GENEVA — The Soviet Union has proposed to the United States that any agreement reached on cuts in long-range strategic nuclear weapons would automatically lapse if either side were to begin deploying defense systems in outer space, it was learned here at the nuclear arms control talks.
The Soviets apparently are pulling back somewhat from their diplomatic effort to halt the American Strategic Defense Initiative program ("Star Wars") in its present stage of development and testing. But sources here, who requested anonymity, said that the new Moscow proposal would shift the focus to blocking any deployment of an SDI system.
However, while this seems to be the Soviet intention, sources say that the wording of the new proposals from Moscow is imprecise and open to conflicting interpretation. An American attempt to clarify exactly what the Soviets mean will therefore probably be an important point of the next meeting between Secretary of State George P. Shultz and Soviet Foreign Minister Eduard A. Shevardnadze in Moscow, scheduled to begin Oct. 22.
The Soviet proposal, submitted to the Americans at the Shultz-Shevardnadze meeting in Washington two weeks ago, stipulates that a 50% cut in strategic nuclear arms would be conditional on a 10-year extension of the 1972 Anti-Ballistic Missile Treaty; at the end of that period, the new limits on strategic weapons on both sides would automatically lapse in the event of any exceptional or decisive developments or changes in the field of anti-ballistic missile defense.
The proposal does not spell out precisely what the Soviets would consider to be a "decisive change" after 10 years that might then, in effect, open up a new race in strategic missiles. But SDI deployment clearly would fall into this category. The Soviets also presumably will insist on a "narrow interpretation" of the 1972 treaty, which would place limits on the weapons-testing phase of the SDI development program.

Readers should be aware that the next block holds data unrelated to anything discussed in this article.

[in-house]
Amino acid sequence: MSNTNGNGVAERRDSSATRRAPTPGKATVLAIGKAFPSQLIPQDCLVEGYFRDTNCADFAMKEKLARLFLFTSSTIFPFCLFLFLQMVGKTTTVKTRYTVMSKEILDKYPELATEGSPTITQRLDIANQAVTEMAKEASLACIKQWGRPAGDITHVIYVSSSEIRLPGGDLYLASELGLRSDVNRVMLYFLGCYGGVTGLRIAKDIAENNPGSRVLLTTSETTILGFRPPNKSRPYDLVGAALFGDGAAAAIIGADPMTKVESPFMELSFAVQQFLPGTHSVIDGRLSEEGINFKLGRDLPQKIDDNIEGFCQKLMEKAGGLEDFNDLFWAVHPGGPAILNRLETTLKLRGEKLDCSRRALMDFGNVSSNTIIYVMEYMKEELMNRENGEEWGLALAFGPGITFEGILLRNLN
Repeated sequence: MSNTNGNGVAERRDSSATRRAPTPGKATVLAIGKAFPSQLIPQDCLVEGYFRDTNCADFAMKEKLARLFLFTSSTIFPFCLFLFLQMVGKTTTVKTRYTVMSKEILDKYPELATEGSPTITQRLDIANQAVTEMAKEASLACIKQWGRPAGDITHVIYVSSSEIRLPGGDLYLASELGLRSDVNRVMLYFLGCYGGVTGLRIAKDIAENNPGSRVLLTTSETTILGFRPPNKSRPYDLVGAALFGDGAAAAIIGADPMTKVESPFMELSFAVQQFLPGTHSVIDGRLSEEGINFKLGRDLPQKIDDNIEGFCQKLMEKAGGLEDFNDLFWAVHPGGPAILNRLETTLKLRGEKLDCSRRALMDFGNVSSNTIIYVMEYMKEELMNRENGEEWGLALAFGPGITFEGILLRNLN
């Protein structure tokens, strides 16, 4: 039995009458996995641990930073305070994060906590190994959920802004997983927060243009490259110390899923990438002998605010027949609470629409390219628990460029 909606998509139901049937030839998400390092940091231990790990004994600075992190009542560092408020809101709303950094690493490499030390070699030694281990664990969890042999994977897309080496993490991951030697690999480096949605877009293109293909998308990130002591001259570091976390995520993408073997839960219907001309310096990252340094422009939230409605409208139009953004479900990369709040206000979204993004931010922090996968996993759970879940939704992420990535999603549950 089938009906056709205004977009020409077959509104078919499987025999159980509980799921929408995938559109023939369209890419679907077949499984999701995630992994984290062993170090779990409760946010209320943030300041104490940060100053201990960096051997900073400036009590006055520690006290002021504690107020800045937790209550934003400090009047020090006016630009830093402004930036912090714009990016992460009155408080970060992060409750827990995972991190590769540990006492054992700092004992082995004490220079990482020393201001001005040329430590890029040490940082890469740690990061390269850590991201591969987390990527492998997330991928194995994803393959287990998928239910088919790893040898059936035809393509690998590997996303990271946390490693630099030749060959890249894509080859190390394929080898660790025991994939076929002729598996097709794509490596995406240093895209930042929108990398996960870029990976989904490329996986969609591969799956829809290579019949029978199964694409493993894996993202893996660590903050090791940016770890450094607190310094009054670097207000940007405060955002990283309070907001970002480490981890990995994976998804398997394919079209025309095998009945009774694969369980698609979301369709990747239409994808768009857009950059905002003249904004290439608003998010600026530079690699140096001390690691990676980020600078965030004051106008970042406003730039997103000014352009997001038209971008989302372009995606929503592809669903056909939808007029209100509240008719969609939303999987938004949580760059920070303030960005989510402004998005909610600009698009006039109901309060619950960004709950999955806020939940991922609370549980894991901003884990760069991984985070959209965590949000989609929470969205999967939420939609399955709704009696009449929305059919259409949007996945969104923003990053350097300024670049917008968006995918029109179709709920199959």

These are the points that will need to be clarified in Moscow. Nevertheless, there appear to be sufficient signs of flexibility in the new Soviet position to encourage hopes that the outlines of a deal on strategic weapons could soon be reached to follow the wrap-up of a treaty for eliminating intermediate-range nuclear weapons worldwide.
President Reagan is already on record that the United States would not proceed with deployment of any strategic defense system in outer space without consultation with its allies. He is also on the record with an offer to share the benefits of space technology with the Soviet Union and begin deployment of any SDI system only if the two sides were unable to reach any cooperative agreement.
U.S. Side Encouraged
At the Washington meeting, the American side was encouraged by indications that the Soviets are no longer pressing their long-held position that SDI development had to be confined to "laboratory testing." The Soviets, it is speculated here by sources involved in the nuclear talks, may have realized that their demands would also be limiting themselves in their research on space defense.
Nevertheless, if the two sides were to agree to extend and abide by the 1972 ABM treaty for another 10 years, they would also have to agree on precisely how that treaty is to be interpreted and what its clauses mean. As a starter, sources here said, would this mean that the Soviet radar installation being built at Krasnoyarsk in Siberia has to be abandoned, or is it within the terms of the 1972 treaty?
On the other hand, the sources pointed out, the 1972 treaty permitted each side to build three ballistic missile sites. But once the treaty was signed, the United States decided that ABM systems would not be cost effective and that war could be prevented through the deterrent threat of massive attack by strategic missiles.
The sources said that the Soviets may now assume that if they were to agree to a 50% missile cut, but link this to a clause that would in effect ban any deployment of space weapons, then the SDI development would never go much beyond a testing phase anyway and would slowly be abandoned by the United States on the grounds of cost effectiveness.